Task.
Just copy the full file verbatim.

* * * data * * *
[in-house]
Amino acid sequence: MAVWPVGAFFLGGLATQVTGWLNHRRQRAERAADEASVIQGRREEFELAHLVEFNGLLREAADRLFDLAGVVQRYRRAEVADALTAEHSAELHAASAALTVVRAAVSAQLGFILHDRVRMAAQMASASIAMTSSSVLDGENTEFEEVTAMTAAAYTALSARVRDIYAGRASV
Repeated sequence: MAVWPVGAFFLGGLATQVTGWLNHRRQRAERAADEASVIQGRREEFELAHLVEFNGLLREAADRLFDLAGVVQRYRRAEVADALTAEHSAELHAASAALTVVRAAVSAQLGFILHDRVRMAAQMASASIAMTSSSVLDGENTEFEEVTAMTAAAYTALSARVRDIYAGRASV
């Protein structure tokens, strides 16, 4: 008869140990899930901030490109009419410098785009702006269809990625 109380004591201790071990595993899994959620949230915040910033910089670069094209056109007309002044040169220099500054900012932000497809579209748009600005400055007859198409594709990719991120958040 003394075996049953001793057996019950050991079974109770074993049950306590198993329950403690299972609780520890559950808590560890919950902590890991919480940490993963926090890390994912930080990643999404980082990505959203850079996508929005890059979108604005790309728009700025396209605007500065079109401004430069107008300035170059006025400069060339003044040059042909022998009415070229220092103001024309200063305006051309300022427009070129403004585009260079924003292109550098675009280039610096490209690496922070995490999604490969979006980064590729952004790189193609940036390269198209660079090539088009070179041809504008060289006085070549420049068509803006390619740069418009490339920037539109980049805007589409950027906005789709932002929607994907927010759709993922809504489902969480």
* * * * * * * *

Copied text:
[in-house]
Amino acid sequence: MAVWPVGAFFLGGLATQVTGWLNHRRQRAERAADEASVIQGRREEFELAHLVEFNGLLREAADRLFDLAGVVQRYRRAEVADALTAEHSAELHAASAALTVVRAAVSAQLGFILHDRVRMAAQMASASIAMTSSSVLDGENTEFEEVTAMTAAAYTALSARVRDIYAGRASV
Repeated sequence: MAVWPVGAFFLGGLATQVTGWLNHRRQRAERAADEASVIQGRREEFELAHLVEFNGLLREAADRLFDLAGVVQRYRRAEVADALTAEHSAELHAASAALTVVRAAVSAQLGFILHDRVRMAAQMASASIAMTSSSVLDGENTEFEEVTAMTAAAYTALSARVRDIYAGRASV
């Protein structure tokens, strides 16, 4: 008869140990899930901030490109009419410098785009702006269809990625 109380004591201790071990595993899994959620949230915040910033910089670069094209056109007309002044040169220099500054900012932000497809579209748009600005400055007859198409594709990719991120958040 003394075996049953001793057996019950050991079974109770074993049950306590198993329950403690299972609780520890559950808590560890919950902590890991919480940490993963926090890390994912930080990643999404980082990505959203850079996508929005890059979108604005790309728009700025396209605007500065079109401004430069107008300035170059006025400069060339003044040059042909022998009415070229220092103001024309200063305006051309300022427009070129403004585009260079924003292109550098675009280039610096490209690496922070995490999604490969979006980064590729952004790189193609940036390269198209660079090539088009070179041809504008060289006085070549420049068509803006390619740069418009490339920037539109980049805007589409950027906005789709932002929607994907927010759709993922809504489902969480």